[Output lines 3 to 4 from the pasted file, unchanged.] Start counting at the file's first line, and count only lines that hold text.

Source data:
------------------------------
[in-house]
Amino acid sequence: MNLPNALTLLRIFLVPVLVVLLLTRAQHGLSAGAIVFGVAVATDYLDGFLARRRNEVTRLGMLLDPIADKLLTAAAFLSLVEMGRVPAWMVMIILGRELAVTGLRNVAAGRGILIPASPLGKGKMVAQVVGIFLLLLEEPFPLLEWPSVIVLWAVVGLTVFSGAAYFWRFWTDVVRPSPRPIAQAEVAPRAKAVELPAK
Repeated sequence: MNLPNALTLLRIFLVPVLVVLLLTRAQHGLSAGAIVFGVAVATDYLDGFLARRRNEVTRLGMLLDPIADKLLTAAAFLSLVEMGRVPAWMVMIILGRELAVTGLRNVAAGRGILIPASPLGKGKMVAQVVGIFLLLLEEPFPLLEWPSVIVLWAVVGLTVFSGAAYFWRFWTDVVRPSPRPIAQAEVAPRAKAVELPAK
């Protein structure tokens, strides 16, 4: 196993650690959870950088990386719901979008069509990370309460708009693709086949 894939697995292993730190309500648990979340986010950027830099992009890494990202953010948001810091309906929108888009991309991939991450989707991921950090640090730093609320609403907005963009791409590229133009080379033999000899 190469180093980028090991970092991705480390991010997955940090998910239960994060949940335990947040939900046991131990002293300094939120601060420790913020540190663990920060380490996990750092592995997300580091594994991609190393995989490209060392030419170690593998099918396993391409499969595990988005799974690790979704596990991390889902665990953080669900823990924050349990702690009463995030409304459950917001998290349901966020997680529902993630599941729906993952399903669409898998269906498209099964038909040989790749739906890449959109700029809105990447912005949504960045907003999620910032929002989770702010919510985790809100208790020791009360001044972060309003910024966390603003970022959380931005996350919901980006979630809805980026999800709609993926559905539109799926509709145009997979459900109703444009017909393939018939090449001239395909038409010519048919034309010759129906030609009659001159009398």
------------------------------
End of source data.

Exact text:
Repeated sequence: MNLPNALTLLRIFLVPVLVVLLLTRAQHGLSAGAIVFGVAVATDYLDGFLARRRNEVTRLGMLLDPIADKLLTAAAFLSLVEMGRVPAWMVMIILGRELAVTGLRNVAAGRGILIPASPLGKGKMVAQVVGIFLLLLEEPFPLLEWPSVIVLWAVVGLTVFSGAAYFWRFWTDVVRPSPRPIAQAEVAPRAKAVELPAK
């Protein structure tokens, strides 16, 4: 196993650690959870950088990386719901979008069509990370309460708009693709086949 894939697995292993730190309500648990979340986010950027830099992009890494990202953010948001810091309906929108888009991309991939991450989707991921950090640090730093609320609403907005963009791409590229133009080379033999000899 190469180093980028090991970092991705480390991010997955940090998910239960994060949940335990947040939900046991131990002293300094939120601060420790913020540190663990920060380490996990750092592995997300580091594994991609190393995989490209060392030419170690593998099918396993391409499969595990988005799974690790979704596990991390889902665990953080669900823990924050349990702690009463995030409304459950917001998290349901966020997680529902993630599941729906993952399903669409898998269906498209099964038909040989790749739906890449959109700029809105990447912005949504960045907003999620910032929002989770702010919510985790809100208790020791009360001044972060309003910024966390603003970022959380931005996350919901980006979630809805980026999800709609993926559905539109799926509709145009997979459900109703444009017909393939018939090449001239395909038409010519048919034309010759129906030609009659001159009398």